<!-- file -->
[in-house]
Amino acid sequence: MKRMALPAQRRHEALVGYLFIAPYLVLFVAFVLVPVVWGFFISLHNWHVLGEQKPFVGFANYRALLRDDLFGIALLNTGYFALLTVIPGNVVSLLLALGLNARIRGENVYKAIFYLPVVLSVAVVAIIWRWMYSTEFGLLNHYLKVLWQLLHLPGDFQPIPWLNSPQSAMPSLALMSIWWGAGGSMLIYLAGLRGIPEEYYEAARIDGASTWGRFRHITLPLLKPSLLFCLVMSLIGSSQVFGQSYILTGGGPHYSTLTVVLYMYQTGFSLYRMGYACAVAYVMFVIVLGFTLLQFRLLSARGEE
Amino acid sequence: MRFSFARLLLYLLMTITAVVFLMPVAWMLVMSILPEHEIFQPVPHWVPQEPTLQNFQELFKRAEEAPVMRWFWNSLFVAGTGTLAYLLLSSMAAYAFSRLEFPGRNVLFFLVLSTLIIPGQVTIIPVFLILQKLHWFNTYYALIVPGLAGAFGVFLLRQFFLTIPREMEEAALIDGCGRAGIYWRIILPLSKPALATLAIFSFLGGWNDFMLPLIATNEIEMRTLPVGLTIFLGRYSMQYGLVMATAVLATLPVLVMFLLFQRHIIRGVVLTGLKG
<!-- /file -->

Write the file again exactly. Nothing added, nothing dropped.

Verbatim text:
[in-house]
Amino acid sequence: MKRMALPAQRRHEALVGYLFIAPYLVLFVAFVLVPVVWGFFISLHNWHVLGEQKPFVGFANYRALLRDDLFGIALLNTGYFALLTVIPGNVVSLLLALGLNARIRGENVYKAIFYLPVVLSVAVVAIIWRWMYSTEFGLLNHYLKVLWQLLHLPGDFQPIPWLNSPQSAMPSLALMSIWWGAGGSMLIYLAGLRGIPEEYYEAARIDGASTWGRFRHITLPLLKPSLLFCLVMSLIGSSQVFGQSYILTGGGPHYSTLTVVLYMYQTGFSLYRMGYACAVAYVMFVIVLGFTLLQFRLLSARGEE
Amino acid sequence: MRFSFARLLLYLLMTITAVVFLMPVAWMLVMSILPEHEIFQPVPHWVPQEPTLQNFQELFKRAEEAPVMRWFWNSLFVAGTGTLAYLLLSSMAAYAFSRLEFPGRNVLFFLVLSTLIIPGQVTIIPVFLILQKLHWFNTYYALIVPGLAGAFGVFLLRQFFLTIPREMEEAALIDGCGRAGIYWRIILPLSKPALATLAIFSFLGGWNDFMLPLIATNEIEMRTLPVGLTIFLGRYSMQYGLVMATAVLATLPVLVMFLLFQRHIIRGVVLTGLKG